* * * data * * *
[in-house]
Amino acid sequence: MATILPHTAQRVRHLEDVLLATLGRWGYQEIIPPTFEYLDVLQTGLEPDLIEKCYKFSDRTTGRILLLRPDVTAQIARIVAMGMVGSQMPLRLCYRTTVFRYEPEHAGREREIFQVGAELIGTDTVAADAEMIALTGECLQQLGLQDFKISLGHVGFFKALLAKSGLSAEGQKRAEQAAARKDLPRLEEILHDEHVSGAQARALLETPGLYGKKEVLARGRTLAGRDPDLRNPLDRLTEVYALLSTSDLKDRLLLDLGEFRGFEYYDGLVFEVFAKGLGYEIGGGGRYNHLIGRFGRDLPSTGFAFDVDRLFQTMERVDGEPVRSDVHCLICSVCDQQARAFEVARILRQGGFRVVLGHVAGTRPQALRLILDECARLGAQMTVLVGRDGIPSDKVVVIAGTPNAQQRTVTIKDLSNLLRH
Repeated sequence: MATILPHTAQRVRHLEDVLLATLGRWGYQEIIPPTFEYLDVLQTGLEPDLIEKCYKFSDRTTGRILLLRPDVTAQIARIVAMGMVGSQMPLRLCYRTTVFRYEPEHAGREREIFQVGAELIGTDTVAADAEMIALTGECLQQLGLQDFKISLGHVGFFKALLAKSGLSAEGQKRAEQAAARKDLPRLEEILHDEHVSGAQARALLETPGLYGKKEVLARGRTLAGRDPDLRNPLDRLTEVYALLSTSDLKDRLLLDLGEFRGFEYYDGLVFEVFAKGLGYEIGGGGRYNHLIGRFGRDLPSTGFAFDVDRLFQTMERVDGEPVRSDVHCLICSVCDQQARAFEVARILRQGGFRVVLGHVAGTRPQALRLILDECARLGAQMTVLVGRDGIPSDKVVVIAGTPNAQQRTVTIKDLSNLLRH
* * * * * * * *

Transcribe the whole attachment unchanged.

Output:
[in-house]
Amino acid sequence: MATILPHTAQRVRHLEDVLLATLGRWGYQEIIPPTFEYLDVLQTGLEPDLIEKCYKFSDRTTGRILLLRPDVTAQIARIVAMGMVGSQMPLRLCYRTTVFRYEPEHAGREREIFQVGAELIGTDTVAADAEMIALTGECLQQLGLQDFKISLGHVGFFKALLAKSGLSAEGQKRAEQAAARKDLPRLEEILHDEHVSGAQARALLETPGLYGKKEVLARGRTLAGRDPDLRNPLDRLTEVYALLSTSDLKDRLLLDLGEFRGFEYYDGLVFEVFAKGLGYEIGGGGRYNHLIGRFGRDLPSTGFAFDVDRLFQTMERVDGEPVRSDVHCLICSVCDQQARAFEVARILRQGGFRVVLGHVAGTRPQALRLILDECARLGAQMTVLVGRDGIPSDKVVVIAGTPNAQQRTVTIKDLSNLLRH
Repeated sequence: MATILPHTAQRVRHLEDVLLATLGRWGYQEIIPPTFEYLDVLQTGLEPDLIEKCYKFSDRTTGRILLLRPDVTAQIARIVAMGMVGSQMPLRLCYRTTVFRYEPEHAGREREIFQVGAELIGTDTVAADAEMIALTGECLQQLGLQDFKISLGHVGFFKALLAKSGLSAEGQKRAEQAAARKDLPRLEEILHDEHVSGAQARALLETPGLYGKKEVLARGRTLAGRDPDLRNPLDRLTEVYALLSTSDLKDRLLLDLGEFRGFEYYDGLVFEVFAKGLGYEIGGGGRYNHLIGRFGRDLPSTGFAFDVDRLFQTMERVDGEPVRSDVHCLICSVCDQQARAFEVARILRQGGFRVVLGHVAGTRPQALRLILDECARLGAQMTVLVGRDGIPSDKVVVIAGTPNAQQRTVTIKDLSNLLRH